The North Carolina State Highway Patrol gave area students an inside look at what it takes to be a trooper, hoping to encourage students to join the patrol in the coming years.
Newton-Conover Middle School students arrived at NCSHP's Troop F headquarters on Smyre Farm Road in Newton to hear a presentation about the patrol and tour its facilities.
"We need troopers, and we're going to need troopers in the next 10 years," said Highway Patrol Capt. Paul Phillips. "... Our mission is to protect the people of North Carolina."
But students quickly learned that working with the Highway Patrol doesn't always mean strapping on a firearm and patrolling county streets and highways. The patrol needs dozens of other workers, such as mechanics, communications operators and radio repair technicians, to help troopers accomplish their ultimate goal: to keep western North Carolina safe.
The North Carolina Highway Patrol has 2,340 employees, including telecommunications, radio engineers and other civilian staff members.
Troop F in Newton serves 10 counties, including Alexander, Alleghany, Ashe, Burke, Caldwell, Catawba, Wilkes, Watauga, Iredell and Lincoln counties. Troopers issue citations and tickets, investigate crashes and inform the community about safety measures.
"You have to serve people, and you have to have a heart to serve people," Phillips told students.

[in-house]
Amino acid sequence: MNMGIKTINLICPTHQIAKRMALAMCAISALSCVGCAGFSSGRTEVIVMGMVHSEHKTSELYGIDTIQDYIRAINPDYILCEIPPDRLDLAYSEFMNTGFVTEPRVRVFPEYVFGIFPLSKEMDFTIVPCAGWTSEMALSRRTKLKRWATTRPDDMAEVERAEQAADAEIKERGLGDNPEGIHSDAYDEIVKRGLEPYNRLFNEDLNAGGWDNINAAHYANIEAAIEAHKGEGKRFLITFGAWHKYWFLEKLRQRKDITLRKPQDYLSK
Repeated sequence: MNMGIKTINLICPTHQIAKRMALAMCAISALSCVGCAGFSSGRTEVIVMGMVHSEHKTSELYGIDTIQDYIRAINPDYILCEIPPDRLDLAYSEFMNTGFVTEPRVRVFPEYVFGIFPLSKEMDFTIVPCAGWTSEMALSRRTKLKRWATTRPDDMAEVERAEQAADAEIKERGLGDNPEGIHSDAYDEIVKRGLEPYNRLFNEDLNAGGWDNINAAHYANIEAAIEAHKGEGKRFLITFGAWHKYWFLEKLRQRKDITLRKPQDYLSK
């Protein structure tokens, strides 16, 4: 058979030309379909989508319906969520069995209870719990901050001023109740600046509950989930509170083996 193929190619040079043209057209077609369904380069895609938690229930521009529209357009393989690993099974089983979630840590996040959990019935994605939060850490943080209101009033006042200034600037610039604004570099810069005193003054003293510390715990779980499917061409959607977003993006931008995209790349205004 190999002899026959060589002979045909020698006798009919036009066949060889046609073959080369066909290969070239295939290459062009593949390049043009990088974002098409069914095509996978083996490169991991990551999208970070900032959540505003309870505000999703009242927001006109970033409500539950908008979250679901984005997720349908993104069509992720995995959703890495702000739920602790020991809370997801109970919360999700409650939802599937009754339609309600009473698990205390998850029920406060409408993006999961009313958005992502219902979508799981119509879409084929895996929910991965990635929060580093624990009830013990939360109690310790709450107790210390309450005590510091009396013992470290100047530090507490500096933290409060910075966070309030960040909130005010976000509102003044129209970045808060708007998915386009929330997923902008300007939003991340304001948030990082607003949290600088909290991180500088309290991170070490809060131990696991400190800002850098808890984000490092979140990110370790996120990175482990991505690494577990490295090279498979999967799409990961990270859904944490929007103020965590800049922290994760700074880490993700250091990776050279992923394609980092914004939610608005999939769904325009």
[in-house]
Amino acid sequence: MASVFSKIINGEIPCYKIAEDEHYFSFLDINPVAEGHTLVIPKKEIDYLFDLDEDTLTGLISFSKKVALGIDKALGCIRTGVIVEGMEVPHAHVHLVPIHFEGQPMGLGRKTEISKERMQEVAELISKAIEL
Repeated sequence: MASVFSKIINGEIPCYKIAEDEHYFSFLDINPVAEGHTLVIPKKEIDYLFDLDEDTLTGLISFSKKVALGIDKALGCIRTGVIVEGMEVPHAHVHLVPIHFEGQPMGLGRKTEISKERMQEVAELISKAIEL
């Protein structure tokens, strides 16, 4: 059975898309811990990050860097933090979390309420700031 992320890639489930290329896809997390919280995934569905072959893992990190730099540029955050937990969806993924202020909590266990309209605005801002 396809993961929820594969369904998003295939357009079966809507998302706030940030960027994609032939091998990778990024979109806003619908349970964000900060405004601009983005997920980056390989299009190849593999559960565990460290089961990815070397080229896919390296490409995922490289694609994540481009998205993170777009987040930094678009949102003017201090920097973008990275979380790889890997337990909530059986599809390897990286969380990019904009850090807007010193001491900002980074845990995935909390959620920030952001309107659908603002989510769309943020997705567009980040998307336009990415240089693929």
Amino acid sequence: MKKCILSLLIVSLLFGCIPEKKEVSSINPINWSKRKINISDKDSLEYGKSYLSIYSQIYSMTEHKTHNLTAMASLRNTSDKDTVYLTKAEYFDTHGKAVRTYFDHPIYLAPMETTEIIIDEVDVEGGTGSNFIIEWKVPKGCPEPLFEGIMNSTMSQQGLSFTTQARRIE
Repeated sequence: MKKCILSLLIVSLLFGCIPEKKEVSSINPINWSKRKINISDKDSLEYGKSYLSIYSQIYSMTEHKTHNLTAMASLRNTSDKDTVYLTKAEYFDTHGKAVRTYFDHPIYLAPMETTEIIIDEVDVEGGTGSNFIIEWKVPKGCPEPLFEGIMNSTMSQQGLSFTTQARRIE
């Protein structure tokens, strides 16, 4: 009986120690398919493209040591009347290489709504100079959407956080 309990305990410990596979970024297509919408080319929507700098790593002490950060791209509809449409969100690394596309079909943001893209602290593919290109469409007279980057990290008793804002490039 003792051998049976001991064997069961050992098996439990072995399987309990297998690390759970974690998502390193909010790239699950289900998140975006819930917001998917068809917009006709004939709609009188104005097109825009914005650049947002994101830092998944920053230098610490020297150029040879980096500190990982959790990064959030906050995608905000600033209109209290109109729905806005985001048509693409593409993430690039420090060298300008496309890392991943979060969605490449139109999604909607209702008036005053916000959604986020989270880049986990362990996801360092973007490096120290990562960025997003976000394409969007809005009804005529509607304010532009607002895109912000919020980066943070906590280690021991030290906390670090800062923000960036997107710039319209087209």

Students received a tour of the patrol's garage and service areas, where troopers bring in their patrol cars for scheduled maintenance or emergency fixes.
Mechanics are trained for all models of cars used by the Highway Patrol.
"They do the same work here that they do at any dealership," said Trooper R.E. Sales, Troop F traffic safety information officer. "... Without them, our cars wouldn't go."
The troop's mechanics also install many of the vehicles' "extras," such as decals and other gadgets that don't come standard on a vehicle. Troop F has about 200 vehicles to maintain, and the troop's three mechanics replace about 1,800 tires a year.
Students Thalia Melecio and Austin Flynn said they enjoyed seeing all the different pieces of technology, like laptop computers, that are installed in a trooper's vehicle.
Students toured the patrol's communications center, where service calls are dispatched from the troop's 10-county coverage area.
The communications center receives about 100 service calls on a normal day, but adverse weather, like ice or snow accumulation, can skyrocket requests for service to more than 1,000.
"I was really surprised to learn how many calls a day they have," said Jalen Connor, a NCMS student.